The orientation of the resulting "lattice" between laser beam ablation points 24, 26, 27 for subsequent tissue layers can be varied or rotated between layers as desired to provide increased smoothness of the resulting tissue surface. For example, FIG. 3b illustrates movement of the "lattice" with respect to the positioning of FIG. 3A. Moreover, the "lattice" orientation angle can be adjusted for optimum result. Thus, it is possible to ablate layers with scan lines along different orientations with respect to subsequently ablated tissue layers.
(3) Proportionally Randomized Scan
The method and apparatus of the present invention further includes a technique of establishing a randomized pattern across an ablation zone, but containing an ablation density which is kept substantially constant across any one layer of tissue to be removed.
In any predetermined layer of an ablation zone, the laser beam ablation points or spots 20 are disbursed about the ablation zone in a randomized manner, but the total number of ablated ablation points or spots is limited to a desired ratio with respect to the area of the ablation zone and based on the desired thickness of the layer to be removed.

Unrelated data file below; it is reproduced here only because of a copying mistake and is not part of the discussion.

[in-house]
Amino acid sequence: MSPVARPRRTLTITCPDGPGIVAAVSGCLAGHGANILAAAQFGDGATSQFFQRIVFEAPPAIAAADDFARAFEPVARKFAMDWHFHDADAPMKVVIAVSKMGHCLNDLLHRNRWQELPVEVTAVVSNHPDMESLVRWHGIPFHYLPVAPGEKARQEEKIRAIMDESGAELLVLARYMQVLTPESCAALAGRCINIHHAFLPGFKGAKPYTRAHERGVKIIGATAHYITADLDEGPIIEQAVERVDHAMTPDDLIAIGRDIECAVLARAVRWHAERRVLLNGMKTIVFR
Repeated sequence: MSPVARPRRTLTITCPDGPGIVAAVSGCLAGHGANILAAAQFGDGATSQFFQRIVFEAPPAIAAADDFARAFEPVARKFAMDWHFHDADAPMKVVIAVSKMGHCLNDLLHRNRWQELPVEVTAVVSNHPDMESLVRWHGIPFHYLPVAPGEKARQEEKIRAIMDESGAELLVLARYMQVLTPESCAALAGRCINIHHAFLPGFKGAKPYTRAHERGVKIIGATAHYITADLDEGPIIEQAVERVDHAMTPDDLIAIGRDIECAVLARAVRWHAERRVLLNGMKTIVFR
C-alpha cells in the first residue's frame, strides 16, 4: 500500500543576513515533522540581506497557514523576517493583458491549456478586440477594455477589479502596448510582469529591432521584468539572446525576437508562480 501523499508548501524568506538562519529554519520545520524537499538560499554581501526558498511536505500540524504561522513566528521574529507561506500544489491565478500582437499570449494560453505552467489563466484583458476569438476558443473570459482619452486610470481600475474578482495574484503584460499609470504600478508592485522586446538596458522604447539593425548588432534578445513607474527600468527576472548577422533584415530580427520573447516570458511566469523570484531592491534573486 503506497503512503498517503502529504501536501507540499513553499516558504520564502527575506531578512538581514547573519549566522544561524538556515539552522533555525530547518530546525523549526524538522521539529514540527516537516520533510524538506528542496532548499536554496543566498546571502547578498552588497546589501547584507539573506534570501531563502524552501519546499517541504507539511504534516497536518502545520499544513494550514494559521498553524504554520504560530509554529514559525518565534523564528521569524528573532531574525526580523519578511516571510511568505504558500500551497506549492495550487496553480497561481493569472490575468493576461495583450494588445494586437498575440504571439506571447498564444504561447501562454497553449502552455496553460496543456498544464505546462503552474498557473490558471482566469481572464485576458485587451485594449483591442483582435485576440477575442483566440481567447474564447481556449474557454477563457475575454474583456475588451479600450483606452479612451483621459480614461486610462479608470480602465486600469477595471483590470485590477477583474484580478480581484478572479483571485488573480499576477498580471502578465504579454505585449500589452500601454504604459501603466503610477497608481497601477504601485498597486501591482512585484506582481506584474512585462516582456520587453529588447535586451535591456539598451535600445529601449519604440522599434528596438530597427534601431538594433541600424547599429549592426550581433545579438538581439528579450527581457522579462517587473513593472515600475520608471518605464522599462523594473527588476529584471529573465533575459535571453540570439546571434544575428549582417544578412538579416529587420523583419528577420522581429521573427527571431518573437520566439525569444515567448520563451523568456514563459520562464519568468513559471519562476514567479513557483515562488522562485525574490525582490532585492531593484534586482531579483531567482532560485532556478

Accordingly, the laser beam ablation points or spots in each layer of the tissue to be removed are not aligned in a regular array as in the circular or elliptical scan technique, or as in the linear scan technique, but instead are distributed in a randomized manner. The result is that the ablating sequence of the ablation points is naturally randomized and made intermittent.
The average thickness of each tissue layer is maintained relatively constant by ablating in each tissue layer only a number of laser beam ablation points or spots 20 preferably proportional to the area of the tissue layer being removed from the ablation zone.
(4) Annularly Zonal Ablation
As illustrated in FIG. 4, according to another embodiment of the present invention, the substantially whole thickness of all tissue layers of the ablation zone is divided into annular zones ZONE 1, ZONE 2, ZONE 3. Of course, it is to be understood by those of skill in the art that any desired annular patterns can be formed into annular zones in accordance with the principles of this embodiment of the present invention.